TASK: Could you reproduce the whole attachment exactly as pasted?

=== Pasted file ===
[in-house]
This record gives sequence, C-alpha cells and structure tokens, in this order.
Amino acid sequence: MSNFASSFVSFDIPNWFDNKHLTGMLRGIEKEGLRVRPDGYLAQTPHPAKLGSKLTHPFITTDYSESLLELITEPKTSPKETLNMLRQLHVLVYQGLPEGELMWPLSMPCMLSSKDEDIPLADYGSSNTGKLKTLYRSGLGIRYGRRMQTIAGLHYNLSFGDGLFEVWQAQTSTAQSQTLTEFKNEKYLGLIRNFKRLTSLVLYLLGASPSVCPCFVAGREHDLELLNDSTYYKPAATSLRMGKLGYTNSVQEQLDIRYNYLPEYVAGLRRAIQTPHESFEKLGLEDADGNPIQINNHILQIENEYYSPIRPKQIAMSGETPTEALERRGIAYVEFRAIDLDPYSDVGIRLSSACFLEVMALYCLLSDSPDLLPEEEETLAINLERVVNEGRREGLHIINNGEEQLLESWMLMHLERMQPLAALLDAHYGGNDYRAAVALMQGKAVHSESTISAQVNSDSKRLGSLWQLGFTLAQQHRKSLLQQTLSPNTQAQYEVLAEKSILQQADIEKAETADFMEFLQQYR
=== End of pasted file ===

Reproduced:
[in-house]
This record gives sequence, C-alpha cells and structure tokens, in this order.
Amino acid sequence: MSNFASSFVSFDIPNWFDNKHLTGMLRGIEKEGLRVRPDGYLAQTPHPAKLGSKLTHPFITTDYSESLLELITEPKTSPKETLNMLRQLHVLVYQGLPEGELMWPLSMPCMLSSKDEDIPLADYGSSNTGKLKTLYRSGLGIRYGRRMQTIAGLHYNLSFGDGLFEVWQAQTSTAQSQTLTEFKNEKYLGLIRNFKRLTSLVLYLLGASPSVCPCFVAGREHDLELLNDSTYYKPAATSLRMGKLGYTNSVQEQLDIRYNYLPEYVAGLRRAIQTPHESFEKLGLEDADGNPIQINNHILQIENEYYSPIRPKQIAMSGETPTEALERRGIAYVEFRAIDLDPYSDVGIRLSSACFLEVMALYCLLSDSPDLLPEEEETLAINLERVVNEGRREGLHIINNGEEQLLESWMLMHLERMQPLAALLDAHYGGNDYRAAVALMQGKAVHSESTISAQVNSDSKRLGSLWQLGFTLAQQHRKSLLQQTLSPNTQAQYEVLAEKSILQQADIEKAETADFMEFLQQYR